Search America's historic newspaper pages from 1789-1949 or use the U.S. Newspaper Directory to find information about American newspapers published between 1690-present. Chronicling America is sponsored jointly by the
National Endowment for the Humanities and the Library of Congress. external link Learn more
Image provided by: University of Illinois at Urbana-Champaign Library, Urbana, IL
Newspaper Page Text
"SCARE 'EM AND YOU'VE GOT 'EM LICKED,"
SAYS PATSY TEBEAU STORY IN SPORT DOPE
THE DAY BOOK
An Adless Daily Newspaper.
N. D. Cochran, sssst 500 South Peoria St. '
Editor and Publisher,
Tel. Monroe 353.
VOL.2, NO. 240 Chicago, Thursday, July 10, 1913 ONE CENT
THE DEPARTMENT STORE SLEUTHS,
A SAD AND SLEUTHY TALE
Being the Record of What Occurred When Invisible
Government Ran Riot, and the Veracious History
of the Unveracious Mrs. Kramner.
(Editor's- Note. While so much that is serious and shocking about the
invisible government and those who live by and through it is being ex-
posed, it is well to remember that there are phases of that shadowy insti
tution as ridiculous and farcical as some of its phases are damnable. This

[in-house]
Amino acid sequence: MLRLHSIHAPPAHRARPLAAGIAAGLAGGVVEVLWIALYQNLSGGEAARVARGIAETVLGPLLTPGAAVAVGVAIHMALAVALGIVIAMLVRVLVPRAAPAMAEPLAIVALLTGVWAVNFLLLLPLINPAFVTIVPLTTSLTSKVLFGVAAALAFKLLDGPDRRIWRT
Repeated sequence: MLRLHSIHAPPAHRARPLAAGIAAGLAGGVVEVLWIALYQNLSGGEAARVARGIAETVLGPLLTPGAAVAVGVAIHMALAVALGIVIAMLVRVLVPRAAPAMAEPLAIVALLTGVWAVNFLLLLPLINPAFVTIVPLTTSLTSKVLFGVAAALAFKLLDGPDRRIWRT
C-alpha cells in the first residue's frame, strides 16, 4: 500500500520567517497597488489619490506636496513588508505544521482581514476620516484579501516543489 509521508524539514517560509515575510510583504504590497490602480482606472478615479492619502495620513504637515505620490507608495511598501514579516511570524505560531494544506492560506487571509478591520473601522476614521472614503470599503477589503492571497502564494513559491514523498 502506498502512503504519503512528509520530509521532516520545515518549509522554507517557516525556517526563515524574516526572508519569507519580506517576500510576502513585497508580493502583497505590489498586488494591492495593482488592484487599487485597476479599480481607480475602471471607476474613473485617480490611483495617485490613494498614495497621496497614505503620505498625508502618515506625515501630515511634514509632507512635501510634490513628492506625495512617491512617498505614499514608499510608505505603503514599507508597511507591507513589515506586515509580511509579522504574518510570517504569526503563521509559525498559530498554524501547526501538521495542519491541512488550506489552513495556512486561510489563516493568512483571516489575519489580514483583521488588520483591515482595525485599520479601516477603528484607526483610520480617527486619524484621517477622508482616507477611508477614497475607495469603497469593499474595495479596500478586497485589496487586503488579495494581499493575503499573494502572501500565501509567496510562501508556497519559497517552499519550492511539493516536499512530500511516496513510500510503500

is a story of private detectives and private detective agencies, seeking to
serve the invisible government, seeking to earn the bread of shame, and
going clean mad in the process; a story of unveracious lady sleuths, and of
how detective agencies detect and love not each other.)
As nearly as one can judge, the Eve
of this tale is one Mrs. .Kramner, a
Mrs. Kramner, calling herself Miss
Kramner, oozed in among the State
street department store girls at one
j of the first of the union meetings, in
troducing herself as an employe of
Siegel, Cooper & Co.
She formed a habit of dragging
girls into dark corners and telling
them weepy and horrific tales of how
hardly she had been used at Siegel,
Cooper & Co., and how it rejoiced her
to see the girls organizing for their
So affecting were these tales of the
sorrows of Mrs. Kramner that the
girls elected her first temporary, and
then permanent financial secretary
of the union.
The succeeding happenings were
swift, vigorous and requiring of ex
planation. Rothschild's fired the girl
elected treasurer of the- union; the
Boston Store fired the girl elected
vice president; of the officers of the
union only Mrs. Kramner was left
attached to a job.
The names of the officers of the